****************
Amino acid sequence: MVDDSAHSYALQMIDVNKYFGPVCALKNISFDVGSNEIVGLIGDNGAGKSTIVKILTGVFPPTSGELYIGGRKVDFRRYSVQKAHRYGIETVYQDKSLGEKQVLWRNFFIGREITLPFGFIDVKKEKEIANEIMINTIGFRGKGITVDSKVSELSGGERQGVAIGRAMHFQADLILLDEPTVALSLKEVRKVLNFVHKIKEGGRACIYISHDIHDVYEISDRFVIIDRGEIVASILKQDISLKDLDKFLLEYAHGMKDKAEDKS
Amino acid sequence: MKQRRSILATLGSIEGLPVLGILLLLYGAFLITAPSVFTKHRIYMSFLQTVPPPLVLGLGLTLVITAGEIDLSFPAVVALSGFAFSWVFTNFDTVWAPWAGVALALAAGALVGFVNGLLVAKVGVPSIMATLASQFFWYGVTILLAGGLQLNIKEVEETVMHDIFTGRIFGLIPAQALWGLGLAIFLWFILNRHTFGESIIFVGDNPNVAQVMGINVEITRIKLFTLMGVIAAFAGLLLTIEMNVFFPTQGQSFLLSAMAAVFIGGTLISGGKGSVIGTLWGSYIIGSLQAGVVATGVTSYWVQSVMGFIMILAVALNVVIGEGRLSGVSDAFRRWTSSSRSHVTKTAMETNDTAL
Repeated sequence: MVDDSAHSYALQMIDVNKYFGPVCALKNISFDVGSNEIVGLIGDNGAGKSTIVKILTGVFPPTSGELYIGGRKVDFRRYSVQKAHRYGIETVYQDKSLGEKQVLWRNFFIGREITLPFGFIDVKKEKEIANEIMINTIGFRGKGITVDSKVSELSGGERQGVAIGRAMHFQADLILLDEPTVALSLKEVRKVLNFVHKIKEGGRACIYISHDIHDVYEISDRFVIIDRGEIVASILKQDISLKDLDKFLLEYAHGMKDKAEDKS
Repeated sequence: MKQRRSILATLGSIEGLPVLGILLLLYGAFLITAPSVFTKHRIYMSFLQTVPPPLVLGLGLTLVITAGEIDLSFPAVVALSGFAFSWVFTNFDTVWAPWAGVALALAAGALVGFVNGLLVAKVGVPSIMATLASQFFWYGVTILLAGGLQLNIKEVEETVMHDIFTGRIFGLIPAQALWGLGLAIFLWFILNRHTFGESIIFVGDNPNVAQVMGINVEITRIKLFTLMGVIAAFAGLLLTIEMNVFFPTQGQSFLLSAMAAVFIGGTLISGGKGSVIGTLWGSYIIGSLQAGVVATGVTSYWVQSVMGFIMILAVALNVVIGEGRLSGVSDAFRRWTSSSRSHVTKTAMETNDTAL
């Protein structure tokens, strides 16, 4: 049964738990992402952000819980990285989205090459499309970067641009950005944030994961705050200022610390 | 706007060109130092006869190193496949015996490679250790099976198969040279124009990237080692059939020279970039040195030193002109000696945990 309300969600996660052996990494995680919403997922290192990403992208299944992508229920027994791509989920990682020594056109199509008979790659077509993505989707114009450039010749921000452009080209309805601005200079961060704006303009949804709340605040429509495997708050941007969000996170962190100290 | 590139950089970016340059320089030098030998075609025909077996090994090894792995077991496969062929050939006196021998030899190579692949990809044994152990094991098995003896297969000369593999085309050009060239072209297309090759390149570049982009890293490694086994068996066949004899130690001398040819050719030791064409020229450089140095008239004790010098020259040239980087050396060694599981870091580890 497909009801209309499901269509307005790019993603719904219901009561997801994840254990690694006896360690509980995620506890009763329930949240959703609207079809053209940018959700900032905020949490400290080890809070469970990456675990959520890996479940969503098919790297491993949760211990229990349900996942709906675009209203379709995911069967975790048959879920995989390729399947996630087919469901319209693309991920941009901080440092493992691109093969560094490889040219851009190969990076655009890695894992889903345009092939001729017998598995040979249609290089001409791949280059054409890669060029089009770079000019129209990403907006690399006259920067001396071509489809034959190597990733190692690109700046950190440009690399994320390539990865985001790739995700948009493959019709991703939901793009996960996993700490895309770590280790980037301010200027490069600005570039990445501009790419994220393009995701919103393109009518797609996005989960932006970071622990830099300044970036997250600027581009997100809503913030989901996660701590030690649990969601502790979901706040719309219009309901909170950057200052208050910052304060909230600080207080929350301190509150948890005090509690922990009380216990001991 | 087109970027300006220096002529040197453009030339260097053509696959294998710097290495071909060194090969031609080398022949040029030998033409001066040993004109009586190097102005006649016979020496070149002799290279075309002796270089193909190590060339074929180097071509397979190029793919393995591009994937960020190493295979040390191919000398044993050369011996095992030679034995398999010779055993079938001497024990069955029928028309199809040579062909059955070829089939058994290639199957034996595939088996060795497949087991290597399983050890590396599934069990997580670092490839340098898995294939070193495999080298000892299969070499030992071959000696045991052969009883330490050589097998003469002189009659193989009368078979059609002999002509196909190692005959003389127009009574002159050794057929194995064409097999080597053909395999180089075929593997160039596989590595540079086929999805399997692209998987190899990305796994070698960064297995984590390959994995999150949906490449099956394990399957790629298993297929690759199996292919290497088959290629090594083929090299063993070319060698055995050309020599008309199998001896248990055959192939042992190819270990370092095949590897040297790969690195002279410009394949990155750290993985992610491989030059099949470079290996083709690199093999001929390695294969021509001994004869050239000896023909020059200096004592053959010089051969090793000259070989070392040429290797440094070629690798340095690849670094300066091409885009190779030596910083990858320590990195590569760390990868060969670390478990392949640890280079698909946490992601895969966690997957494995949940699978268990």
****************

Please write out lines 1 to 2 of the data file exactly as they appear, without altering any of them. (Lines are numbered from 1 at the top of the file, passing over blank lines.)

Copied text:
Amino acid sequence: MVDDSAHSYALQMIDVNKYFGPVCALKNISFDVGSNEIVGLIGDNGAGKSTIVKILTGVFPPTSGELYIGGRKVDFRRYSVQKAHRYGIETVYQDKSLGEKQVLWRNFFIGREITLPFGFIDVKKEKEIANEIMINTIGFRGKGITVDSKVSELSGGERQGVAIGRAMHFQADLILLDEPTVALSLKEVRKVLNFVHKIKEGGRACIYISHDIHDVYEISDRFVIIDRGEIVASILKQDISLKDLDKFLLEYAHGMKDKAEDKS
Amino acid sequence: MKQRRSILATLGSIEGLPVLGILLLLYGAFLITAPSVFTKHRIYMSFLQTVPPPLVLGLGLTLVITAGEIDLSFPAVVALSGFAFSWVFTNFDTVWAPWAGVALALAAGALVGFVNGLLVAKVGVPSIMATLASQFFWYGVTILLAGGLQLNIKEVEETVMHDIFTGRIFGLIPAQALWGLGLAIFLWFILNRHTFGESIIFVGDNPNVAQVMGINVEITRIKLFTLMGVIAAFAGLLLTIEMNVFFPTQGQSFLLSAMAAVFIGGTLISGGKGSVIGTLWGSYIIGSLQAGVVATGVTSYWVQSVMGFIMILAVALNVVIGEGRLSGVSDAFRRWTSSSRSHVTKTAMETNDTAL